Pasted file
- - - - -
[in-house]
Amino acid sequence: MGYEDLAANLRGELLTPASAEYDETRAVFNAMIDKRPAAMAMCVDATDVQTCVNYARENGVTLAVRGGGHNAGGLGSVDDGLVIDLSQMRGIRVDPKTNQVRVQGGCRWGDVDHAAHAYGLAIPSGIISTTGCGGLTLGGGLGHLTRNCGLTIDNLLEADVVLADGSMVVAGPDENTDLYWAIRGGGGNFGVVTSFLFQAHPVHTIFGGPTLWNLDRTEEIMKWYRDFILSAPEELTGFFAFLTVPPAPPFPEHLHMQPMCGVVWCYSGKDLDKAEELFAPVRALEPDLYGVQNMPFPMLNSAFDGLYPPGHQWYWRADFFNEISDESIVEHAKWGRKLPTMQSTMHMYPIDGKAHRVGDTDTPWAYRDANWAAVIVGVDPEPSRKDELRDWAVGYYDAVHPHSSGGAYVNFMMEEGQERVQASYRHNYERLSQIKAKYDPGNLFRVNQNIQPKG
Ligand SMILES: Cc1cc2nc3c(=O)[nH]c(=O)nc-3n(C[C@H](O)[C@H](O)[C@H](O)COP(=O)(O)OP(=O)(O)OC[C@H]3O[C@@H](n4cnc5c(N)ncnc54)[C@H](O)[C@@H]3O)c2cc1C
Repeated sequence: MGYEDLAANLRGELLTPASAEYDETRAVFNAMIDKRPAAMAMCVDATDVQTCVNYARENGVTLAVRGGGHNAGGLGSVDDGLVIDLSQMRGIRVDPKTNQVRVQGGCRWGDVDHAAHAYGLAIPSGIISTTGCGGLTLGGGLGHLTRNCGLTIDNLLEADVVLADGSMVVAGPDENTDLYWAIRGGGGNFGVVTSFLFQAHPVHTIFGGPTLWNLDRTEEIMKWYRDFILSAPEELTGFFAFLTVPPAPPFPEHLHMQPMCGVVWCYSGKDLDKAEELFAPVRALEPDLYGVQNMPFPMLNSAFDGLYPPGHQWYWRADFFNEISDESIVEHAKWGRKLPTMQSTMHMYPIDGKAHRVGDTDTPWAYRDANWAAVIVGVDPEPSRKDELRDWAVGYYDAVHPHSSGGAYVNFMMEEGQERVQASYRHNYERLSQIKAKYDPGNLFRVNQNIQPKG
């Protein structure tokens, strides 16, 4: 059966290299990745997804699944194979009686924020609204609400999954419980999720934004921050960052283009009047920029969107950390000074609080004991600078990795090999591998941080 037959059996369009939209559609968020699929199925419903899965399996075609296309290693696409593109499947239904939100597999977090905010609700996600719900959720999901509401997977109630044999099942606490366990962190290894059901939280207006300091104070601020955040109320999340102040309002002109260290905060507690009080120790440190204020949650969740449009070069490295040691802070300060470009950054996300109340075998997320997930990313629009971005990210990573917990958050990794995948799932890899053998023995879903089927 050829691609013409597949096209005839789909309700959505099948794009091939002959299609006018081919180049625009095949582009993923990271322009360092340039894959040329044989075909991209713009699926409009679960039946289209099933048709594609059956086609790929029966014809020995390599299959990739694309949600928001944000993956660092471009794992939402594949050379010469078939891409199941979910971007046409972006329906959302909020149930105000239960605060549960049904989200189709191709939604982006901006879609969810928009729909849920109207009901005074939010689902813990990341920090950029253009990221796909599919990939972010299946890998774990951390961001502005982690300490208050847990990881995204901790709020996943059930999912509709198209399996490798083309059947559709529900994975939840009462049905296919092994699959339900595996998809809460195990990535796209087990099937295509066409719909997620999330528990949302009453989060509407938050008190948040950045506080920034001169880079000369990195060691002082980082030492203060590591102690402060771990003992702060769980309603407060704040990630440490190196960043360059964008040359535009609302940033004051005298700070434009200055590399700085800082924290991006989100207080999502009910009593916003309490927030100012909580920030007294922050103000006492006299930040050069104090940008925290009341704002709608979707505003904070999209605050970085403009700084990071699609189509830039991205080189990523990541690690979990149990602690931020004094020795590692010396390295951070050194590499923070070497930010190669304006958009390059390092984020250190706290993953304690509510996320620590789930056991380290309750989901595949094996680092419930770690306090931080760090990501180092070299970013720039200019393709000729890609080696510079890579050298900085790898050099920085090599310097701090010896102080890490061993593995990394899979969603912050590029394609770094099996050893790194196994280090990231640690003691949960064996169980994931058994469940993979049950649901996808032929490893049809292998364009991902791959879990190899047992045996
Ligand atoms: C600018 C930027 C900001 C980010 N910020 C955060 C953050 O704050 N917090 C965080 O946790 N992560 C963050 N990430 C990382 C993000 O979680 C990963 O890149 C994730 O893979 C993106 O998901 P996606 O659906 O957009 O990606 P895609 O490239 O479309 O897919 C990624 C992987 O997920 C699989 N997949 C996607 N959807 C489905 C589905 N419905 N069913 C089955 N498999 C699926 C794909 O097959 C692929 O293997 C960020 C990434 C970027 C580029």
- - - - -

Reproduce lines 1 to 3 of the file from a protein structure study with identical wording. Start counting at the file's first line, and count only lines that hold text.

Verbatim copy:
[in-house]
Amino acid sequence: MGYEDLAANLRGELLTPASAEYDETRAVFNAMIDKRPAAMAMCVDATDVQTCVNYARENGVTLAVRGGGHNAGGLGSVDDGLVIDLSQMRGIRVDPKTNQVRVQGGCRWGDVDHAAHAYGLAIPSGIISTTGCGGLTLGGGLGHLTRNCGLTIDNLLEADVVLADGSMVVAGPDENTDLYWAIRGGGGNFGVVTSFLFQAHPVHTIFGGPTLWNLDRTEEIMKWYRDFILSAPEELTGFFAFLTVPPAPPFPEHLHMQPMCGVVWCYSGKDLDKAEELFAPVRALEPDLYGVQNMPFPMLNSAFDGLYPPGHQWYWRADFFNEISDESIVEHAKWGRKLPTMQSTMHMYPIDGKAHRVGDTDTPWAYRDANWAAVIVGVDPEPSRKDELRDWAVGYYDAVHPHSSGGAYVNFMMEEGQERVQASYRHNYERLSQIKAKYDPGNLFRVNQNIQPKG
Ligand SMILES: Cc1cc2nc3c(=O)[nH]c(=O)nc-3n(C[C@H](O)[C@H](O)[C@H](O)COP(=O)(O)OP(=O)(O)OC[C@H]3O[C@@H](n4cnc5c(N)ncnc54)[C@H](O)[C@@H]3O)c2cc1C